Viewing the question as a legal one, the majority required Goffin to “provide a case clearly establishing that a pat down that recovered nothing eliminated Officer Ashcraft’s objectively reasonable belief that he was armed and dangerous.” Because Goffin offered no case decided before the shooting that fit that description, and Goffin had attempted to flee and moved as though he was reaching for a weapon, the Eighth Circuit agreed with the district court that Officer Ashcraft was entitled to qualified immunity.
Although the majority opinion rested in part on Officer Ashcraft’s testimony that Goffin moved as if he was reaching for a weapon, it does not explain why her belief that Goffin was reaching for something in his pocket or his waistband would be objectively reasonable if, as the court was required to assume, a pat-down search observed by Officer Ashcraft before the shooting had revealed no weapon in Goffin’s possession.
In dissent, Judge Jane Kelly noted that since 1985 “the use of deadly force against a fleeing suspect who does not pose a significant threat of death or serious physical injury to the officer or others is not permitted.” Moore v. Indehar, 514 F.3d 756, 763 (8th Cir. 2008). Although two guns were found in Goffin’s vehicle after the shooting, Officer Ashcraft never saw a weapon in Goffin’s possession. Giving the non-movant (Goffin) the benefit of all reasonable inferences, Officer Ashcraft “saw that the pat down revealed no weapons of any kind.” Even acknowledging that Officer Ashcraft “thought Goffin might have been reaching for a weapon,” and that “[a]n act taken based on a mistaken perception or belief” does not necessarily violate the Fourth Amendment if it is “objectively reasonable,” Judge Kelly concluded that “a jury could find that a reasonable officer would not have believed Goffin posed a threat of serious physical harm to the officer or others,” and that the officer’s actions were therefore not objectively reasonable. Judge Kelly disagreed with the majority that Officer Ashcraft was entitled to qualified immunity absent a prior case containing “the exact factual circumstance here: a pat down before the suspect fled.”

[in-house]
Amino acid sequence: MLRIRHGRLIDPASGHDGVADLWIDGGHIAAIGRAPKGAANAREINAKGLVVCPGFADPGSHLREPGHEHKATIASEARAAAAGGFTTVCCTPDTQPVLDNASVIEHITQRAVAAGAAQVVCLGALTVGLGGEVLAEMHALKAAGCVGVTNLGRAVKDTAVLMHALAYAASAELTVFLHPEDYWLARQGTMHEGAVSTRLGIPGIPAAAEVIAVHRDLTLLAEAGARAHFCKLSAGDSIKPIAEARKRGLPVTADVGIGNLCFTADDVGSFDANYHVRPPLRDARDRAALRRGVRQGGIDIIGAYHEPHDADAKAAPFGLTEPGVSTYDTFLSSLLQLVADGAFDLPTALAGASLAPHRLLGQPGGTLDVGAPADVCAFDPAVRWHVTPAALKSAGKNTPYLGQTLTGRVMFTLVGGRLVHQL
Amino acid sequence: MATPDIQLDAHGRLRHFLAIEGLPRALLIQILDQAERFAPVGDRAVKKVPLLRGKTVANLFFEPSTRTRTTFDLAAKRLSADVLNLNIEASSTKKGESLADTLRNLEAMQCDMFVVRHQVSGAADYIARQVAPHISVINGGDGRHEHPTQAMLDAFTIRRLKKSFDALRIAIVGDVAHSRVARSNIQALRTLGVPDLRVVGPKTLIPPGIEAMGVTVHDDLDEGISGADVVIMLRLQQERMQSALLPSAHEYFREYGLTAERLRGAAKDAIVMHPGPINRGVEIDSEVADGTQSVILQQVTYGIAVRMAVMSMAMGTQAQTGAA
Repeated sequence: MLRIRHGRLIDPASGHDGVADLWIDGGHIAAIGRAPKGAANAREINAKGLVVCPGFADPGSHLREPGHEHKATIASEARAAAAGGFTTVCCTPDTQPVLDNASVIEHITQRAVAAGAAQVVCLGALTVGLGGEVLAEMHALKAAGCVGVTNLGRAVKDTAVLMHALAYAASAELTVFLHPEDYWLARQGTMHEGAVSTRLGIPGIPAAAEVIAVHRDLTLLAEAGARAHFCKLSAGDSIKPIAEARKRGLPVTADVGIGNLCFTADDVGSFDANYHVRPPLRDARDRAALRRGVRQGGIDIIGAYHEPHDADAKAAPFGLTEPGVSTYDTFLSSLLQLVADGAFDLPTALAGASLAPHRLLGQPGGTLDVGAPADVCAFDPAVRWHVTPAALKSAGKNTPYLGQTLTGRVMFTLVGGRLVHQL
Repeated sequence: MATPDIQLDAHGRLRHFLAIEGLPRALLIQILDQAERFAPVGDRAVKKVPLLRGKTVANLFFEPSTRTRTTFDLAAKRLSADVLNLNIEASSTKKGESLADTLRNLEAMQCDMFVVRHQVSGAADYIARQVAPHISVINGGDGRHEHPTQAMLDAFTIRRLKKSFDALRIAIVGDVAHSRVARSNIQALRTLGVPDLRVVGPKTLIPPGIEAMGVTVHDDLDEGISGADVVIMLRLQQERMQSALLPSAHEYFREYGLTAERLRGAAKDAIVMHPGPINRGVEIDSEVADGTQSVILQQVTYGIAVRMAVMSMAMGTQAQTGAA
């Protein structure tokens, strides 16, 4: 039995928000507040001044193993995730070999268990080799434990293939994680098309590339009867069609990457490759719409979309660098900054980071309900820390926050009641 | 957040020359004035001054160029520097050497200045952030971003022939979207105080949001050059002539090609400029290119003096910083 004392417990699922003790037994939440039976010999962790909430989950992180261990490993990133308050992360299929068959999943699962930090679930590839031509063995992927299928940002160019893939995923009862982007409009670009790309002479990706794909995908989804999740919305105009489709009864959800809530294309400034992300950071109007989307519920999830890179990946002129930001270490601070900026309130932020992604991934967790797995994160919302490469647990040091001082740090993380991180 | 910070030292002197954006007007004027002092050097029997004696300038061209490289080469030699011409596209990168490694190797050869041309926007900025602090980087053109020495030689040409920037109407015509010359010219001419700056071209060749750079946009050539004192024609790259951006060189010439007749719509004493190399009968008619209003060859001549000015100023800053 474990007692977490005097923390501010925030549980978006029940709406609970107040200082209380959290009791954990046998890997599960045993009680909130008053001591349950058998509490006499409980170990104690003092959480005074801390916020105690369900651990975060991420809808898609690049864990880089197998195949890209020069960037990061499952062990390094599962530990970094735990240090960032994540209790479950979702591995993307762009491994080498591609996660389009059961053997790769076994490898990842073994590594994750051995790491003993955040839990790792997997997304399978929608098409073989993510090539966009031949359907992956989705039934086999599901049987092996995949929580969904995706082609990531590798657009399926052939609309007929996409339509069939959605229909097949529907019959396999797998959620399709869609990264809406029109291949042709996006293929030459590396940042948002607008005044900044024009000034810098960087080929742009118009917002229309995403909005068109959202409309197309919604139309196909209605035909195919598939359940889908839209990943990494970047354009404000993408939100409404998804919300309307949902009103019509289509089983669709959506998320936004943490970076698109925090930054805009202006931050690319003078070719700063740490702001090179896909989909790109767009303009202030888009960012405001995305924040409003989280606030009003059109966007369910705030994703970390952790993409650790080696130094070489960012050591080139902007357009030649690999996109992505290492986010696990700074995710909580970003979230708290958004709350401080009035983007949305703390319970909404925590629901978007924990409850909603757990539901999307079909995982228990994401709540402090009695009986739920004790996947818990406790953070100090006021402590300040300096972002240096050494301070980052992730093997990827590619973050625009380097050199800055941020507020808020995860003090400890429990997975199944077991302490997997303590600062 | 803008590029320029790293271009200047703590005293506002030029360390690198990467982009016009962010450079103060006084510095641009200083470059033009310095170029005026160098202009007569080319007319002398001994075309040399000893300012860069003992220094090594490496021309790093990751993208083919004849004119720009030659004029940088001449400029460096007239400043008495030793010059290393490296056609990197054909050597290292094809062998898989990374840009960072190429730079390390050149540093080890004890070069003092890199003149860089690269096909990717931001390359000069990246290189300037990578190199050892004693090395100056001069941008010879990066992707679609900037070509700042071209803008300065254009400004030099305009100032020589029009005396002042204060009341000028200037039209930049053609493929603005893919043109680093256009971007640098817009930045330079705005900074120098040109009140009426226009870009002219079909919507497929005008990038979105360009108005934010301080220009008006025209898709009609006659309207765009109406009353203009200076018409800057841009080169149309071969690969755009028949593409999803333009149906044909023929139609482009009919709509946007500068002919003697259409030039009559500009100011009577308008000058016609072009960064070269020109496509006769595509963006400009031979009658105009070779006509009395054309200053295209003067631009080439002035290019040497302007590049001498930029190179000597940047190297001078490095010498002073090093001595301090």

The Eighth Circuit’s affirmance of the district court’s ruling reflects one misunderstanding of constitutional litigation that was not mentioned in either the majority opinion or the dissenting opinion. Because the district court held that there was no constitutional violation, it followed automatically that Goffin’s remaining federal claims—his municipal-liability claim against the city and his supervisory-liability theory against the mayor—were also invalid. But on appeal, the majority elected to affirm the entire outcome without addressing whether there was a constitutional violation. Instead the majority focused solely on whether Officer Ashcraft was entitled to qualified immunity. As the Supreme Court has repeatedly held, actions by an official entitled to qualified immunity can, in theory, give rise to municipal Section 1983 liability, but there must also have been, among other things, a constitutional violation. See, e.g., Monell v. N.Y. City Dep’t of Social Servs.,436 U.S. 658, 692 (1978). Thus, once the Eighth Circuit affirmed the outcome of the Section 1983 claim against Officer Ashcraft based solely on qualified immunity without also ruling on the merits, a ruling in favor of the city and its mayor no longer followed automatically. The majority needed to have either reached the merits of the constitutional question and agreed with the district court on that issue, or reached questions not addressed below about whether there were other defects in Goffin’s supervisory-liability and municipal-liability claims that could serve as a basis to affirm that outcome.